2. Idea file: You may have already started files of magazine photos, home show brochures, and ideas you’ve discovered at friends’ homes, through home tours or home improvement stores, or even online or on TV shows. If not, start right now and spend some time building out a collection.
  3. Software: It takes a couple long days of learning, but it can be rewarding to utilize computer software programs to create and revise potential kitchen remodel solutions. Look for a middle price range program. Take out your idea file — you’ll be surprised at how many graphics the programs contain to help you fit your ideas into a design. Consider this time well spent when you come up with two or three possible solutions.
  4. Kitchen designer: So why hire a kitchen designer if you’ve done all of the work above? The answer is education, which is often two to four years of schooling plus an internship. Other reasons include access to current information, experience, resources, professional contacts with suppliers and contractors, possible savings, and more. A professional will also have the ability to oversee the entire project, if desired. While your idea file and computer design printouts will save you time and money, a designer spends his or her time keeping on top of budgeting, new technologies and products, the latest techniques and more. They can also help you discover customized solutions to your remodeling dreams. To choose the best kitchen designer to help with your needs, set up appointments with two or three professionals today to find someone who is timely and communicative and aware of your needs.

Your kitchen is the most high-tech, complicated room in your house. The professional input from an experienced kitchen designer can result in the difference between something-you-kind-of-like and a kitchen beyond your dreams.

Granite countertops 101: effective maintenance strategies

February 29th, 2012

Whoever coined the phrase “Your best defense is a good offense” must have had granite countertops in mind. For all its weight, popularity and glamour, granite qualifies for a Most Vulnerable Player award.  But you may discover its Achilles tendons after wine, beet juice, or mustard have tackled it. Unlike other countertops that require only a sudsy sponge, there are lists of granite maintenance products for weekly, monthly, and annual use, plus a number of kits for repairs.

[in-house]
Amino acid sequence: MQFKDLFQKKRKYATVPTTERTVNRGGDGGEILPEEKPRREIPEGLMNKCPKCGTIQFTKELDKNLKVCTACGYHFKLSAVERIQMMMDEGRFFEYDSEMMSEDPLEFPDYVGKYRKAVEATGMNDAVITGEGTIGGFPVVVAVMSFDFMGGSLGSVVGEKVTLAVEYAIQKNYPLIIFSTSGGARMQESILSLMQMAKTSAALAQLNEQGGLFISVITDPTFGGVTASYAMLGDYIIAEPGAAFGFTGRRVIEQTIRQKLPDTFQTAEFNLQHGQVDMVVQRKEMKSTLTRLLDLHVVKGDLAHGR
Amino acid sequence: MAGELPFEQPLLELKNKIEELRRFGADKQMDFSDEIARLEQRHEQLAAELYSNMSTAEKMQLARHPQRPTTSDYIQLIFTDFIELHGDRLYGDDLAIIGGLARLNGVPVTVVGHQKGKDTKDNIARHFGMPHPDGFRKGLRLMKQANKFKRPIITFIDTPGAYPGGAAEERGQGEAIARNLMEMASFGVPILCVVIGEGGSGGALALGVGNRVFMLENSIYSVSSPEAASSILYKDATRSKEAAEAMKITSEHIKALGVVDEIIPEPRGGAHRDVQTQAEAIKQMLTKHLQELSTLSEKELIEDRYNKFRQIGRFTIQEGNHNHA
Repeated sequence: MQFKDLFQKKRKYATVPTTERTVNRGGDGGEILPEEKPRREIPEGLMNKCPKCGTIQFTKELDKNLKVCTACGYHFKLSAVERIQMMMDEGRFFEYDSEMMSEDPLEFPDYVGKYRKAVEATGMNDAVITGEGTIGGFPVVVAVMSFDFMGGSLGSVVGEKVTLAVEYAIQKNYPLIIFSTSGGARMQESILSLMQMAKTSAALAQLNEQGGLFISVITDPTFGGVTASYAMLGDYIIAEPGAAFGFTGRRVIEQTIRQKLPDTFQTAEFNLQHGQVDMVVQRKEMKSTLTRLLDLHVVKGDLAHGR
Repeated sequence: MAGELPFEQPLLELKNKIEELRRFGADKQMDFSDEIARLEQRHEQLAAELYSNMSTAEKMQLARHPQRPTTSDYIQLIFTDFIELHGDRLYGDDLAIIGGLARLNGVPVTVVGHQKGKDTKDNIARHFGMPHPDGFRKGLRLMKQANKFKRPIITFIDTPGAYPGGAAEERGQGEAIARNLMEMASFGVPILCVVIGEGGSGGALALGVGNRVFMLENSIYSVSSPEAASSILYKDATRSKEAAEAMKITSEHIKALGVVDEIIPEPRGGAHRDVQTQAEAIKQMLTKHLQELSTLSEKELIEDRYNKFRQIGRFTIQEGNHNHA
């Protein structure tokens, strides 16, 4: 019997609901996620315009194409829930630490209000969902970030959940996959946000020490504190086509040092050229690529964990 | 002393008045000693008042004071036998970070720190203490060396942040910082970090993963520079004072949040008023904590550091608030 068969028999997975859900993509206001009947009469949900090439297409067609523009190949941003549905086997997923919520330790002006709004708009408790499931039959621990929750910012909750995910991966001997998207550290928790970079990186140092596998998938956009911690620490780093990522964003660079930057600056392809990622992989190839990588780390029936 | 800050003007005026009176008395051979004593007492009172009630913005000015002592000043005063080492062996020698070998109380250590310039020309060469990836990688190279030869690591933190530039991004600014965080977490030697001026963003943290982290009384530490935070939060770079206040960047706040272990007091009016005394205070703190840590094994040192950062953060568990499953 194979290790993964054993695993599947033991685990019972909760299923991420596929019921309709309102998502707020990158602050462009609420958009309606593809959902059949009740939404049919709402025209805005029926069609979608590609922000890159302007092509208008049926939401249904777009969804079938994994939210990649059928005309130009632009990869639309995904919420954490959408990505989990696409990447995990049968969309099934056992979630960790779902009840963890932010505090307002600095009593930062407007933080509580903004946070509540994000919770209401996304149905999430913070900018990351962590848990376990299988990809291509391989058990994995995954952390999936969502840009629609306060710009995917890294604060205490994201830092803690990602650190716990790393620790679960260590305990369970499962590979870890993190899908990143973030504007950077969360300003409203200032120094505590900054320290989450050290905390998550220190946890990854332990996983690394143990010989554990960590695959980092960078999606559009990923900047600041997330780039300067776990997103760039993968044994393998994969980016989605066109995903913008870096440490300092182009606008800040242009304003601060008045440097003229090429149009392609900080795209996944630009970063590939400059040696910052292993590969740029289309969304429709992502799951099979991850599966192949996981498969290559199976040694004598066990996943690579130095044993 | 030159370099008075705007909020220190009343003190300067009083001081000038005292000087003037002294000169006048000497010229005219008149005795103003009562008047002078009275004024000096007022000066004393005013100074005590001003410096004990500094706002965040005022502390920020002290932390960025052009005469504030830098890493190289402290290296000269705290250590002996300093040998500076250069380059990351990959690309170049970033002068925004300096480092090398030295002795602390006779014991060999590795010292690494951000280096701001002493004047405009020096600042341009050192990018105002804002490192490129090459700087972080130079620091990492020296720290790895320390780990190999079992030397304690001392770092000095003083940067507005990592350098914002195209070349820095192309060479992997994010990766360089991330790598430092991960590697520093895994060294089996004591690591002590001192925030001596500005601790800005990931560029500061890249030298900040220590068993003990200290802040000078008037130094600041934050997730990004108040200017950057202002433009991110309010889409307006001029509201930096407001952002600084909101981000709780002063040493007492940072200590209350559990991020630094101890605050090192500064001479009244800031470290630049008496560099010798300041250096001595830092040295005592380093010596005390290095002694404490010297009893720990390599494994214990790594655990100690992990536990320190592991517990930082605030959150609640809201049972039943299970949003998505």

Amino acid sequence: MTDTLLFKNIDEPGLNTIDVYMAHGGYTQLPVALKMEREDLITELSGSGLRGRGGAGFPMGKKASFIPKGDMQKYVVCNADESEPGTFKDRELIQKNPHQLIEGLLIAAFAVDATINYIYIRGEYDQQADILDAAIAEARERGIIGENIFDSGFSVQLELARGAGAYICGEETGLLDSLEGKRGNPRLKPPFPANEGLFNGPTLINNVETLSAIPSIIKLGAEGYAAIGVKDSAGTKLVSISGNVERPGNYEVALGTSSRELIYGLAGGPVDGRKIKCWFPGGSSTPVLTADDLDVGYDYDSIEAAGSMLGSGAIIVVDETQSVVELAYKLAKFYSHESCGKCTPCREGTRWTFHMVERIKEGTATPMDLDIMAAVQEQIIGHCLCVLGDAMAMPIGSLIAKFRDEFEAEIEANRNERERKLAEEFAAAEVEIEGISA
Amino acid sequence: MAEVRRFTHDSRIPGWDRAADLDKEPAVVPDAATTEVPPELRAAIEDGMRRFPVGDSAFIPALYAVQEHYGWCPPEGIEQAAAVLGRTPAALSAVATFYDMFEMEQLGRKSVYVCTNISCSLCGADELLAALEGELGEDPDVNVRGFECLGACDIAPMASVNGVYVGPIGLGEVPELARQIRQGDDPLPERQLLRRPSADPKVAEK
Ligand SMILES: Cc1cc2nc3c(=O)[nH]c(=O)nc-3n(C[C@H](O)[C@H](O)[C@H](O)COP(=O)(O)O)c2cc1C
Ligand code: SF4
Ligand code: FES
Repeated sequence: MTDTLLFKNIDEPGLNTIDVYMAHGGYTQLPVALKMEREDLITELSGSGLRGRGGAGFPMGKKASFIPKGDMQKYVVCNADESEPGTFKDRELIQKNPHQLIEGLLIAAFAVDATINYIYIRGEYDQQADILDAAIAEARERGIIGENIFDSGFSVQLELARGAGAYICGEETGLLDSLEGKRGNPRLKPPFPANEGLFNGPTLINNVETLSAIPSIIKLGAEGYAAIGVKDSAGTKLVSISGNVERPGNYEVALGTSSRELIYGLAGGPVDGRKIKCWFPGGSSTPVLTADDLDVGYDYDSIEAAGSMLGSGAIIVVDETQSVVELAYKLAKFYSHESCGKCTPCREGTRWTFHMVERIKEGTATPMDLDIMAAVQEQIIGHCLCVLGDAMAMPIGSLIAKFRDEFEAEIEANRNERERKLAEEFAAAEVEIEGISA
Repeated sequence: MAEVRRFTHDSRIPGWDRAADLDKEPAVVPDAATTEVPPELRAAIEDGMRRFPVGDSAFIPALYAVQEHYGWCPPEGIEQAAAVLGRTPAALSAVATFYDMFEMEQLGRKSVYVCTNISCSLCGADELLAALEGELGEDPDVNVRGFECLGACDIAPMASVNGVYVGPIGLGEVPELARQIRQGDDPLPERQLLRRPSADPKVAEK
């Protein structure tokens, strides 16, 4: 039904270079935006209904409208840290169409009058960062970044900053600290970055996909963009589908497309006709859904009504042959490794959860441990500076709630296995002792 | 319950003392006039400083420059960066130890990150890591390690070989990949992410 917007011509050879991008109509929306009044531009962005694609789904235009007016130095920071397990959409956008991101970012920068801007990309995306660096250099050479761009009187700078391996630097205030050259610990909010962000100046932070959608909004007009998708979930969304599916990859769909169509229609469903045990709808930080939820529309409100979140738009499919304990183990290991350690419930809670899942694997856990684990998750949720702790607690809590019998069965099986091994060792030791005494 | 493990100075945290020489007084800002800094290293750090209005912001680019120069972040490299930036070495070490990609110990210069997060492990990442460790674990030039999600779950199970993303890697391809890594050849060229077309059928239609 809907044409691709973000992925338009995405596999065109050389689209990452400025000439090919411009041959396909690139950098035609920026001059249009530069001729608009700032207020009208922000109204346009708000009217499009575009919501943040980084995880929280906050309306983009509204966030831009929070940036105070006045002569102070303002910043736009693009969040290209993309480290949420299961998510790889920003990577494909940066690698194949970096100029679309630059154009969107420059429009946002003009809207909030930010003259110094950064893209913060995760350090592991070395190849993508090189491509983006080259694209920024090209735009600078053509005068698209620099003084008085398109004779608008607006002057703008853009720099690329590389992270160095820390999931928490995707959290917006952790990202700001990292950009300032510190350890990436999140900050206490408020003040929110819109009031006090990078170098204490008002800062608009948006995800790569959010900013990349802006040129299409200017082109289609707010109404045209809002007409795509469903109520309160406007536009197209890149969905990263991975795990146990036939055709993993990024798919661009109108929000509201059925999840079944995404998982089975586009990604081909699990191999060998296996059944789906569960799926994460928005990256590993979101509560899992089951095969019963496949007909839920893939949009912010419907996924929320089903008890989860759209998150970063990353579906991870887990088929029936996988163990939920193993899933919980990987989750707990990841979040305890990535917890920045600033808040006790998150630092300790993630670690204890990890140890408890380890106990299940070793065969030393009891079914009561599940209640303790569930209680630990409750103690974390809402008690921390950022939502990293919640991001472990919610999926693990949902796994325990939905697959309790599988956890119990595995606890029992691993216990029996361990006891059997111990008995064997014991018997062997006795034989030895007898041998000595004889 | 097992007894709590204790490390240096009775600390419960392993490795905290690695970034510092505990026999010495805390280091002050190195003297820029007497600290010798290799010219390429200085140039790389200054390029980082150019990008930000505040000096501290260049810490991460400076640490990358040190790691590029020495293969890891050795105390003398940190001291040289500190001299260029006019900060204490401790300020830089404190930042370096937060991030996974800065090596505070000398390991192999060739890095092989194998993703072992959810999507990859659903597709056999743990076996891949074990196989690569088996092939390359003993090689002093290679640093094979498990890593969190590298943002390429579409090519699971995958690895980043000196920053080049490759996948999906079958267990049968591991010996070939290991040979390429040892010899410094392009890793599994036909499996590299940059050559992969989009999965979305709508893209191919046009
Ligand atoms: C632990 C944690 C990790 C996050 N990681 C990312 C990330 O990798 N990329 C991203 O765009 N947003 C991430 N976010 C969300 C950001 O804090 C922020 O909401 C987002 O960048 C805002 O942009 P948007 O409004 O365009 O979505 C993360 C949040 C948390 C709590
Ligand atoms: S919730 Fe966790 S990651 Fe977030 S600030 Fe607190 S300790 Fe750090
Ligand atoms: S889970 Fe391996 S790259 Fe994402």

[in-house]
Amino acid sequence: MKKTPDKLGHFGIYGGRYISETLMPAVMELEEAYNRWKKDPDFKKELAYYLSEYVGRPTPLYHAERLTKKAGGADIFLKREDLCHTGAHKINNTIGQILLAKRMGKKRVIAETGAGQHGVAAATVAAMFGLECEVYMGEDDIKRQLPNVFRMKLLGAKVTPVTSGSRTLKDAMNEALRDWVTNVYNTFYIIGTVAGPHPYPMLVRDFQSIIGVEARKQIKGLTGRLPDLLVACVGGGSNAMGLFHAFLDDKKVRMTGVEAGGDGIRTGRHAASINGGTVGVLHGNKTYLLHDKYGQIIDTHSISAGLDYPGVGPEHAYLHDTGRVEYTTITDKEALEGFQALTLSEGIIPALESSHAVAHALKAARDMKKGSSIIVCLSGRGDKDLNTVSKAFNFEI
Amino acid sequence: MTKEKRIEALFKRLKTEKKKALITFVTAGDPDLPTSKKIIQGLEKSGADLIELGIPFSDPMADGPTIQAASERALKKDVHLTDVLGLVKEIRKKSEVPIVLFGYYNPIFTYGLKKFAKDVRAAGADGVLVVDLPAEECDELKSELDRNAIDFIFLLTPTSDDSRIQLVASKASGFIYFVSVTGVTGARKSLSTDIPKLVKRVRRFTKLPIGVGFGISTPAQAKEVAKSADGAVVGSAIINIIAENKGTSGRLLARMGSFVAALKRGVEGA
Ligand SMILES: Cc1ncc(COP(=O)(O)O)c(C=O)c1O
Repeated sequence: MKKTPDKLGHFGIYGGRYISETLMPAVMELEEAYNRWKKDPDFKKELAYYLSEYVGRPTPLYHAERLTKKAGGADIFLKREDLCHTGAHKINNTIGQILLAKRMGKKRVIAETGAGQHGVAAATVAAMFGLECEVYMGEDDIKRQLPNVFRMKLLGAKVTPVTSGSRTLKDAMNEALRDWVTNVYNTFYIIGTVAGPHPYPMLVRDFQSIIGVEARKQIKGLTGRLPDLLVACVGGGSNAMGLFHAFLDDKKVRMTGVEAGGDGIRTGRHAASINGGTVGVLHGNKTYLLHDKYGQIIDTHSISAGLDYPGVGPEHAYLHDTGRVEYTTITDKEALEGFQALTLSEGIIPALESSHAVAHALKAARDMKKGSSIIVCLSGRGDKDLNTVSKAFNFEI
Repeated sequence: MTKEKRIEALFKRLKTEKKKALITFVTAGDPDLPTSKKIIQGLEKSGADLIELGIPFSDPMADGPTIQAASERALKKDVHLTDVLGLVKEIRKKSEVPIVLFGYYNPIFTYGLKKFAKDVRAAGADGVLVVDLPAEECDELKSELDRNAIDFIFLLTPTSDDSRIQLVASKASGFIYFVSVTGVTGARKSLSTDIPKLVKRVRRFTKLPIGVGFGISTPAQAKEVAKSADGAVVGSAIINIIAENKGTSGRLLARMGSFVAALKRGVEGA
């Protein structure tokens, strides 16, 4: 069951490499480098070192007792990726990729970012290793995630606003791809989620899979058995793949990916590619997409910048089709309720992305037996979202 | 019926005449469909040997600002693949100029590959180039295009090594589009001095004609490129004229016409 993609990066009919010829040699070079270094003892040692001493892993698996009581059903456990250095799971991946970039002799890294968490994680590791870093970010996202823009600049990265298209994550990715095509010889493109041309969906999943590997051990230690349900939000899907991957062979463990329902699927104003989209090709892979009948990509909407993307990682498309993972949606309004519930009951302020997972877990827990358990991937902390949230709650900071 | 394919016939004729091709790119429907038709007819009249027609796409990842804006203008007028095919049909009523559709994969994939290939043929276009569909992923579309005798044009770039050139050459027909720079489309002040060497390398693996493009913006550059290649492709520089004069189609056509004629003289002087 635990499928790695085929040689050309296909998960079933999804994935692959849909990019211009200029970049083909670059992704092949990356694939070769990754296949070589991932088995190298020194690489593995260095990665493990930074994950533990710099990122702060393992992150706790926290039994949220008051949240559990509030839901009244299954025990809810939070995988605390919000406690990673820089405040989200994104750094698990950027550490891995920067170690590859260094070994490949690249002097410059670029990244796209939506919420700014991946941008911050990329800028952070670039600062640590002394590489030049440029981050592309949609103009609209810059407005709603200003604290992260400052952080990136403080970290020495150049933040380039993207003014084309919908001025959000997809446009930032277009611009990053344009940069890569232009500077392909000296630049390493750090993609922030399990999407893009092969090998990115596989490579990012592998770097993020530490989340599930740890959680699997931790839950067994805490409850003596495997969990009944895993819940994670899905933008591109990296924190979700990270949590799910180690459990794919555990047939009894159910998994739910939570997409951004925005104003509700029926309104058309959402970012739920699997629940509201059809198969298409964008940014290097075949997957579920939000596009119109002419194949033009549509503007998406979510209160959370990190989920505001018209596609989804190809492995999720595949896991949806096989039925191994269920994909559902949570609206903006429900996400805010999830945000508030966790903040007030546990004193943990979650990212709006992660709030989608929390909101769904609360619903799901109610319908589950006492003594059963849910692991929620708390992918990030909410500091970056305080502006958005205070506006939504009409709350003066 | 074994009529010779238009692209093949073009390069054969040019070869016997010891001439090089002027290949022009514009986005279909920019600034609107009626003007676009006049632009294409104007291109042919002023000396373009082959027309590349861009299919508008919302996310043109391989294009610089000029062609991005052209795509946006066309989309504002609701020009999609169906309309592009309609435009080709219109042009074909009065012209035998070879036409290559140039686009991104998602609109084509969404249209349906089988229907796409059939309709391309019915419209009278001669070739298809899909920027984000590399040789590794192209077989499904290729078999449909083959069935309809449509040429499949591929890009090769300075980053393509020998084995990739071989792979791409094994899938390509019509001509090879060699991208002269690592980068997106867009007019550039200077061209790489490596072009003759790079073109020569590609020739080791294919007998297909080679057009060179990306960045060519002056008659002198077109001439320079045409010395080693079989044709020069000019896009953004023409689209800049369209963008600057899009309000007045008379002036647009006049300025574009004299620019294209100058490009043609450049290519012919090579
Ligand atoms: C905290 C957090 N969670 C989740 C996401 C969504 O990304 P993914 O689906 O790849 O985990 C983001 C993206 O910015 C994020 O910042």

Taking the defense

1. Disinfecting: Granite is a porous stone. That’s why bacteria can form and stains can sink in. Use a disinfectant appropriate for granite.

2. Remove stains: There are stain removal products or various “poultices” that can be used to minimize or eliminate stains. Remember that the treated area has lost all protection and shine and must be polished and sealed.

3. Everyday grime: Ask householders, including kids, to clean up spills or food residues with a sudsy sponge the minute that they occur. Offenders include acidic fruits, vinegar, wine, and strongly colored products such as Jell-O, ketchup, mustard, pomegranates, beverages and food dyes, to name a few.

4. Game plan: Apply polish at least weekly in food prep areas, and monthly over all granite countertop surfaces. This buys time if food residue isn’t cleaned right away. If water standing on granite creates a dark area after just a few minutes, the granite’s pores need polish and sealer.

5. Injuries: Stone repair kits are available for scratches and chips, or call in professionals.

6. Seal: At installation, and every year or two, depending on how heavily you use your countertops, do whatever steps above are needed and then apply a stone sealer.

Offensive action

You can be less cautious with granite countertops if you provide physical barriers to damage-prone work areas.  Fortunately that’s easy and cheap. Clear, tough acrylic cutting boards have a lip that curves down over the countertop edge to keep the board in place.  Although these boards aren’t heat resistant like the granite itself, they are very tough for any cutting and cooking tasks, and come in 16 by 18″ and 24 by 18″ sizes.  They clean up with a sudsy sponge, are top-rack dishwasher safe, strongly chip-resistant, and easy on your knives. They let your gorgeous granite shine through even if the boards eventually show some wear.  Best of all they cost under $30 and can last for years.   Sort of like having modest quarterbacks, if that’s not an oxymoron. Sign up one or two on your granite maintenance team.